Thriving cities depend on the adventurous among us, who alter the urban landscape when they forge their own successful paths.

Each month, we ask an influential San Diegan: What was it like for you in the beginning?

Lucy Postins

CEO and Founder,  The Honest Kitchen,
Live: Bird Rock
Work: East Village
How Long: 18 years

What was the moment that propelled you to open your own business?
I first got started with The Honest Kitchen back in 2002. I’d been struggling to resolve the recurring ear infections of my Rhodesian Ridgeback, Mosi, and realized that his food could be the culprit – and that maybe food could also be the cure. I started making Mosi a raw diet from scratch at home and got great results.

His ear infections cleared right out, but it was incredibly messy to prepare. I realized that dehydration was the perfect way to continue providing him with a minimally processed whole food diet without all the mess of bloody meat in the fridge and spinach puree on the counter tops. There was nothing like it on the market so I decided to make my idea into a small business, selling to my first customers online. From there, The Honest Kitchen was born.

What struggles did you face starting The Honest Kitchen?
From a very early point, I decided that the best way to truly differentiate my product from conventional, old fashioned pet food was to make it 100% human food grade. That meant producing it in a human food production facility and using only ingredients fit for human consumption sourced directly from the human food supply chain.

I had a few slightly stressful conversations with both co-packers and suppliers. As soon as I would mention that dogs were going to be the consumers for the product, they didn’t want to know about it!

Once I finally got the supply chain set up and a co-packer to blend my recipe, I had another big setback with the very first test blend. They put it on the blender for so long that all my beautiful ingredients got pulverized beyond recognition. I cried when the sales guy came to my house and proudly opened the 20 pound sack of what they made – it was literally powder!

What was the riskiest business move you ever made?
It’s hard to narrow down one single ‘riskiest move,’ because business inherently is all about having a good appetite for risk. I’m a pretty intuitive person, so I often rely on my gut instinct to navigate through big decisions.  I guess one fairly landmark moment was when I decided to sue the Ohio Department of Agriculture, because they were refusing to issue me a feed license to sell our products in their state. They were insisting I take the words ‘Human Grade’ off the product labels, because they said people in their state would be confused about whether the food was for them or their dog.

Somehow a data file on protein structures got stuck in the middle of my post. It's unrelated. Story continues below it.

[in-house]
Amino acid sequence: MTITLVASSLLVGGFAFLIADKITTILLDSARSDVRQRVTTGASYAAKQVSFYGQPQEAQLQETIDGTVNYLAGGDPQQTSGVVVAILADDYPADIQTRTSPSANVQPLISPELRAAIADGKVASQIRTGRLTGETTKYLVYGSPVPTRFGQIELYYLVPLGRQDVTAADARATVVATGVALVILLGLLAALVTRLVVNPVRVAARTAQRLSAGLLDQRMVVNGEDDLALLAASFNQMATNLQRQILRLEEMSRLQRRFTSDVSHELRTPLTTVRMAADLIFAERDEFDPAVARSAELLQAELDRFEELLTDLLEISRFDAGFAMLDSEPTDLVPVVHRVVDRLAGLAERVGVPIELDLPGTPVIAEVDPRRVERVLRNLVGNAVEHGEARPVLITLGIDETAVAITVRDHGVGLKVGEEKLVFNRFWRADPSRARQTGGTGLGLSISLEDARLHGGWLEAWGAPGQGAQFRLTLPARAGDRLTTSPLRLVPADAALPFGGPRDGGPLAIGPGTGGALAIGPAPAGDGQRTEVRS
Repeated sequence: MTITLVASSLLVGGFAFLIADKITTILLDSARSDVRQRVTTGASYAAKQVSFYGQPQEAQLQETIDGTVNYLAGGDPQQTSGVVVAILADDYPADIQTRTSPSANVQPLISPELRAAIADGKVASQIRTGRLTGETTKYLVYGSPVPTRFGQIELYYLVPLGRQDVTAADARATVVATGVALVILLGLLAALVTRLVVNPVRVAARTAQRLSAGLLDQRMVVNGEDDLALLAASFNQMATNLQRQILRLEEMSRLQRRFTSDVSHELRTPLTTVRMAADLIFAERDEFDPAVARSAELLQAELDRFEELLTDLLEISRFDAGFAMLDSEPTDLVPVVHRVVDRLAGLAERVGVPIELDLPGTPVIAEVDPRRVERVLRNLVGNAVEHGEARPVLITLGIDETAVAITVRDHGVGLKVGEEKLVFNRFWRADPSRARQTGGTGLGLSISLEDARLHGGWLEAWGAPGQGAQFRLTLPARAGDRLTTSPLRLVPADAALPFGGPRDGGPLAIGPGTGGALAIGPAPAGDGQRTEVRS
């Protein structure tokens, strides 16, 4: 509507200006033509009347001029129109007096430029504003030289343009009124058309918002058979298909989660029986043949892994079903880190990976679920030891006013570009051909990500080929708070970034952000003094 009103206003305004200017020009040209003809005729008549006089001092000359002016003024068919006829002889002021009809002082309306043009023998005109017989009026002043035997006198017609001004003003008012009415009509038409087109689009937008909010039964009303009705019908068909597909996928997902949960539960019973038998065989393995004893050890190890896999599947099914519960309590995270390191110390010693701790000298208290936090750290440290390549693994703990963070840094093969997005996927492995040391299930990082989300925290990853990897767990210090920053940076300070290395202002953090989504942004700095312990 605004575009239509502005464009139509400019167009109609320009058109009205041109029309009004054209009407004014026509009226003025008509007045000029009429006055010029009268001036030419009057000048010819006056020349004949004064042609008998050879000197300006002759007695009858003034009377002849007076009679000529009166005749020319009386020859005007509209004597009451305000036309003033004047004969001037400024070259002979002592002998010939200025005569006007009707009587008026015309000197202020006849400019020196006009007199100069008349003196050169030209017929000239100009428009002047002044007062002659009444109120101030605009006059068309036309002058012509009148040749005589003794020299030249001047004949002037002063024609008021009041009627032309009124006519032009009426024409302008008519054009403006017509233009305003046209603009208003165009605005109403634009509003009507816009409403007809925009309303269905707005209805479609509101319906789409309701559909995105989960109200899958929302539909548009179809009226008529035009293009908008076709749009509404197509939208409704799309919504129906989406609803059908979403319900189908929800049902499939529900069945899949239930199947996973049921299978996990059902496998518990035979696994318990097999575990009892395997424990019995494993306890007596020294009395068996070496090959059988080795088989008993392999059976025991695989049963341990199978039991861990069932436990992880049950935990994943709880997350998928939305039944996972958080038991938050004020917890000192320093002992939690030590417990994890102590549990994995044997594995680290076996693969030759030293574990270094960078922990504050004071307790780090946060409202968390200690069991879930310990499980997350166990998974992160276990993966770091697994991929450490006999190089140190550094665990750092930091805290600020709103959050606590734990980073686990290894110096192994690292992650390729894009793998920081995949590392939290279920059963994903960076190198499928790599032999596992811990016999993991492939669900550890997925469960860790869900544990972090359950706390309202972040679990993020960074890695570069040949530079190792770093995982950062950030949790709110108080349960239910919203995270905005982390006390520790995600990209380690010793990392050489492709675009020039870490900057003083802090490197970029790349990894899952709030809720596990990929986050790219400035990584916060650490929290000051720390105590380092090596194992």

It was tempting to simply give up and just tell people they wouldn’t be able to buy The Honest Kitchen in Ohio, but we had customers who were literally driving over state lines to get it. We decided to move forward with the lawsuit. It was pretty nerve-wracking, but ultimately, the judge ruled we had a right to truthful, commercial free speech.

If you could change the past, is there anything in your career you’d do differently?
I don’t think I’d really change anything when it comes to my career. I think every job I’ve had has been of some value. There were multiple waitressing and bar jobs (plus a gig at McDonald’s!) during my four years at agricultural college in the UK. My first ‘proper’ job was at a conventional pet food company when I first moved to the states, in 1998. The lion’s share of my adult career (14 years) has been devoted to The Honest Kitchen, and when I look back I really wouldn’t do any of it differently.

Could you ever go back to a “normal job” working for someone else?
That’s an interesting question! Sometimes I think it would be nice to go back to basics and do what someone else said for a change! Ultimately though, I think I’ve been doing my own thing for so long, it would be a tough transition. I’d love to spend more time mentoring others in business, especially in the early startup stages. In many ways I think those really early years are the most beautiful and most pure, when you’re first getting everything off the ground, prior to the challenges of trying to scale.

What personality traits must a successful business owner possess?
For me, I think it’s being slightly stubborn and relentlessly fixed on the mission, vision and values. As you scale, there are always temptations to compromise these fundamentals, but if you’re stubborn, you can stay true to your roots. At The Honest Kitchen, our customers trust and expect us to always do the right thing, and it takes a bit of tenacity to hold true to that. I also think being able to trust your gut and having the deep-seated resilience to navigate through challenges are super important traits. As my husband Charlie and I often say, ‘If it were easy, everyone would be doing it!’

In the beginning, if you could have had a glimpse into where your work is today, what three words describe how you might have felt?
(Slightly) daunted. Amazed. Grateful.